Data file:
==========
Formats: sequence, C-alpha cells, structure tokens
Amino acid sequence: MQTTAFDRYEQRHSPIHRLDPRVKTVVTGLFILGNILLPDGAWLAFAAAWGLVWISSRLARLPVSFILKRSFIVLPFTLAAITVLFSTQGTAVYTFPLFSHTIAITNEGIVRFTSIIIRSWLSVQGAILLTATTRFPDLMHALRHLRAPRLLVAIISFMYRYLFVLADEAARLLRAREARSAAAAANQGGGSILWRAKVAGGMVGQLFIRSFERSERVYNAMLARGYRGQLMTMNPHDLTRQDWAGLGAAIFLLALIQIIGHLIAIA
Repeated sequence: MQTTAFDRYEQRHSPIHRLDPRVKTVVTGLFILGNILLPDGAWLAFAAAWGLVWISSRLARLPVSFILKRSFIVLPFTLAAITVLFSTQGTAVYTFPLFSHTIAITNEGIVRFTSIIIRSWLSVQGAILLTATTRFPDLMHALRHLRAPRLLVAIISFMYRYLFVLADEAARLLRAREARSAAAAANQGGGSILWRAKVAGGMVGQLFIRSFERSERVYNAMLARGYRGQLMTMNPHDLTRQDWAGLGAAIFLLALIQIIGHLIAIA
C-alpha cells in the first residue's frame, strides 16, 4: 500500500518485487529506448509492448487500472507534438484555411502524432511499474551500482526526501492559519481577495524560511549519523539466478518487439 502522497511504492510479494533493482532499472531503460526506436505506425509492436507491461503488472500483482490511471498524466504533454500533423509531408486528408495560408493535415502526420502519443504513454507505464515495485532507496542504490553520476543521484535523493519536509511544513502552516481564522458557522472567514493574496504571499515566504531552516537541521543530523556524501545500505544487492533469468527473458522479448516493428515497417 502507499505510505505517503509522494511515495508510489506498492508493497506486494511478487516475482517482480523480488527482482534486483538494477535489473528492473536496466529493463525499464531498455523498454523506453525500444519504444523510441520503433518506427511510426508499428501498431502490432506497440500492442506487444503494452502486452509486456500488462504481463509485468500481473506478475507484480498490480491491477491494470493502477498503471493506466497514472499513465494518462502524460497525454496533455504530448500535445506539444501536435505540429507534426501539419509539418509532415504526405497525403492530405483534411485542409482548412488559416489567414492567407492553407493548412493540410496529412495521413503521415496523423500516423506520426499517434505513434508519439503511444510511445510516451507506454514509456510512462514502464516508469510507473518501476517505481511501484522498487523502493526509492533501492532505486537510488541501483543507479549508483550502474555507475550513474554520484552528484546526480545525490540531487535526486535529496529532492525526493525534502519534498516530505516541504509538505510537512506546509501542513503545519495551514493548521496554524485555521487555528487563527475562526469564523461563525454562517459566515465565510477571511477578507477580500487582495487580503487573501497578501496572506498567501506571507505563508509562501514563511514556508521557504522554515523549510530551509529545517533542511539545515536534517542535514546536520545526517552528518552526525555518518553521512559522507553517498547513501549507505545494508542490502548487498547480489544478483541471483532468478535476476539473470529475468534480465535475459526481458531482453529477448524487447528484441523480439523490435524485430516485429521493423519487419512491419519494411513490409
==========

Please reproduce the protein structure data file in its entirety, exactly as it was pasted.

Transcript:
Formats: sequence, C-alpha cells, structure tokens
Amino acid sequence: MQTTAFDRYEQRHSPIHRLDPRVKTVVTGLFILGNILLPDGAWLAFAAAWGLVWISSRLARLPVSFILKRSFIVLPFTLAAITVLFSTQGTAVYTFPLFSHTIAITNEGIVRFTSIIIRSWLSVQGAILLTATTRFPDLMHALRHLRAPRLLVAIISFMYRYLFVLADEAARLLRAREARSAAAAANQGGGSILWRAKVAGGMVGQLFIRSFERSERVYNAMLARGYRGQLMTMNPHDLTRQDWAGLGAAIFLLALIQIIGHLIAIA
Repeated sequence: MQTTAFDRYEQRHSPIHRLDPRVKTVVTGLFILGNILLPDGAWLAFAAAWGLVWISSRLARLPVSFILKRSFIVLPFTLAAITVLFSTQGTAVYTFPLFSHTIAITNEGIVRFTSIIIRSWLSVQGAILLTATTRFPDLMHALRHLRAPRLLVAIISFMYRYLFVLADEAARLLRAREARSAAAAANQGGGSILWRAKVAGGMVGQLFIRSFERSERVYNAMLARGYRGQLMTMNPHDLTRQDWAGLGAAIFLLALIQIIGHLIAIA
C-alpha cells in the first residue's frame, strides 16, 4: 500500500518485487529506448509492448487500472507534438484555411502524432511499474551500482526526501492559519481577495524560511549519523539466478518487439 502522497511504492510479494533493482532499472531503460526506436505506425509492436507491461503488472500483482490511471498524466504533454500533423509531408486528408495560408493535415502526420502519443504513454507505464515495485532507496542504490553520476543521484535523493519536509511544513502552516481564522458557522472567514493574496504571499515566504531552516537541521543530523556524501545500505544487492533469468527473458522479448516493428515497417 502507499505510505505517503509522494511515495508510489506498492508493497506486494511478487516475482517482480523480488527482482534486483538494477535489473528492473536496466529493463525499464531498455523498454523506453525500444519504444523510441520503433518506427511510426508499428501498431502490432506497440500492442506487444503494452502486452509486456500488462504481463509485468500481473506478475507484480498490480491491477491494470493502477498503471493506466497514472499513465494518462502524460497525454496533455504530448500535445506539444501536435505540429507534426501539419509539418509532415504526405497525403492530405483534411485542409482548412488559416489567414492567407492553407493548412493540410496529412495521413503521415496523423500516423506520426499517434505513434508519439503511444510511445510516451507506454514509456510512462514502464516508469510507473518501476517505481511501484522498487523502493526509492533501492532505486537510488541501483543507479549508483550502474555507475550513474554520484552528484546526480545525490540531487535526486535529496529532492525526493525534502519534498516530505516541504509538505510537512506546509501542513503545519495551514493548521496554524485555521487555528487563527475562526469564523461563525454562517459566515465565510477571511477578507477580500487582495487580503487573501497578501496572506498567501506571507505563508509562501514563511514556508521557504522554515523549510530551509529545517533542511539545515536534517542535514546536520545526517552528518552526525555518518553521512559522507553517498547513501549507505545494508542490502548487498547480489544478483541471483532468478535476476539473470529475468534480465535475459526481458531482453529477448524487447528484441523480439523490435524485430516485429521493423519487419512491419519494411513490409